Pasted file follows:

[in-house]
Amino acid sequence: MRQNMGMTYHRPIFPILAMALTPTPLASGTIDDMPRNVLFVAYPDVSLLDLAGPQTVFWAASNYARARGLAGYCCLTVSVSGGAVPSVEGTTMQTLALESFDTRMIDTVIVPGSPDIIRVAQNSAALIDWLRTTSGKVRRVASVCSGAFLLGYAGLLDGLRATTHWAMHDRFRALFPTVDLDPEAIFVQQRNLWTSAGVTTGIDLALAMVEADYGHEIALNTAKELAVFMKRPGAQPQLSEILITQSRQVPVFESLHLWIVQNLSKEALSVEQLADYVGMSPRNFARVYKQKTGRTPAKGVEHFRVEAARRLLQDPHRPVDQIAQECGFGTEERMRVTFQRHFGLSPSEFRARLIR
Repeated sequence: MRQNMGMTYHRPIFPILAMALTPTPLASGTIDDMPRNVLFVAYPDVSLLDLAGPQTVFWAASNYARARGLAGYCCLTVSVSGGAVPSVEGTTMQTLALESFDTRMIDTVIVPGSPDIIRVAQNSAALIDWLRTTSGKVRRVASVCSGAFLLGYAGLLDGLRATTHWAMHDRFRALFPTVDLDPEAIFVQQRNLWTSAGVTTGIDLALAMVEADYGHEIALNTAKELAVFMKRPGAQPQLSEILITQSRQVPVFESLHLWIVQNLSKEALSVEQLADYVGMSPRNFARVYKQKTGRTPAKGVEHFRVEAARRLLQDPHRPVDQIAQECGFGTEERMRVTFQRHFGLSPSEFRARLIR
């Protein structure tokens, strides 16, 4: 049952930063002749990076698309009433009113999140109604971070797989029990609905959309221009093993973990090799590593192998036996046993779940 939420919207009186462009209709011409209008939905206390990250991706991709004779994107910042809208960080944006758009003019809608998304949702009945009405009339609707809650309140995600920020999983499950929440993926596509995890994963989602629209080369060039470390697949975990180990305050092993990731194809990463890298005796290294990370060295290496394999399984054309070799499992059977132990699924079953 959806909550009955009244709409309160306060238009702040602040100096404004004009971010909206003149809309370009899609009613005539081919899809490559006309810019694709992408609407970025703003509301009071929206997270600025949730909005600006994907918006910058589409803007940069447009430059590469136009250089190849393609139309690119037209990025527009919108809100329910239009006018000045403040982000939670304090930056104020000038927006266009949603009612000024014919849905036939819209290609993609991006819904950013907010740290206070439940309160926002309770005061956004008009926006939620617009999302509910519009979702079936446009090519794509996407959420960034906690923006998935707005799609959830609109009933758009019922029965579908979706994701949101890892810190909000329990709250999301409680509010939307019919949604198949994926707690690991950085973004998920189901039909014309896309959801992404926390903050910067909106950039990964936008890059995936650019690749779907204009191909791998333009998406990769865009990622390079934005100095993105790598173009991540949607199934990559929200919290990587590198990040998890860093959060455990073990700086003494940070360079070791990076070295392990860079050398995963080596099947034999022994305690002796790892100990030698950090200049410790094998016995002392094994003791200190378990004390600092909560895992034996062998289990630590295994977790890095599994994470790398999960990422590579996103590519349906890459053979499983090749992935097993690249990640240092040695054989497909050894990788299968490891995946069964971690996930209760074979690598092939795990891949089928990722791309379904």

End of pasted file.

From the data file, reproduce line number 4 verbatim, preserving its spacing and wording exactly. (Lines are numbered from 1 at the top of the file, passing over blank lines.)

């Protein structure tokens, strides 16, 4: 049952930063002749990076698309009433009113999140109604971070797989029990609905959309221009093993973990090799590593192998036996046993779940 939420919207009186462009209709011409209008939905206390990250991706991709004779994107910042809208960080944006758009003019809608998304949702009945009405009339609707809650309140995600920020999983499950929440993926596509995890994963989602629209080369060039470390697949975990180990305050092993990731194809990463890298005796290294990370060295290496394999399984054309070799499992059977132990699924079953 959806909550009955009244709409309160306060238009702040602040100096404004004009971010909206003149809309370009899609009613005539081919899809490559006309810019694709992408609407970025703003509301009071929206997270600025949730909005600006994907918006910058589409803007940069447009430059590469136009250089190849393609139309690119037209990025527009919108809100329910239009006018000045403040982000939670304090930056104020000038927006266009949603009612000024014919849905036939819209290609993609991006819904950013907010740290206070439940309160926002309770005061956004008009926006939620617009999302509910519009979702079936446009090519794509996407959420960034906690923006998935707005799609959830609109009933758009019922029965579908979706994701949101890892810190909000329990709250999301409680509010939307019919949604198949994926707690690991950085973004998920189901039909014309896309959801992404926390903050910067909106950039990964936008890059995936650019690749779907204009191909791998333009998406990769865009990622390079934005100095993105790598173009991540949607199934990559929200919290990587590198990040998890860093959060455990073990700086003494940070360079070791990076070295392990860079050398995963080596099947034999022994305690002796790892100990030698950090200049410790094998016995002392094994003791200190378990004390600092909560895992034996062998289990630590295994977790890095599994994470790398999960990422590579996103590519349906890459053979499983090749992935097993690249990640240092040695054989497909050894990788299968490891995946069964971690996930209760074979690598092939795990891949089928990722791309379904």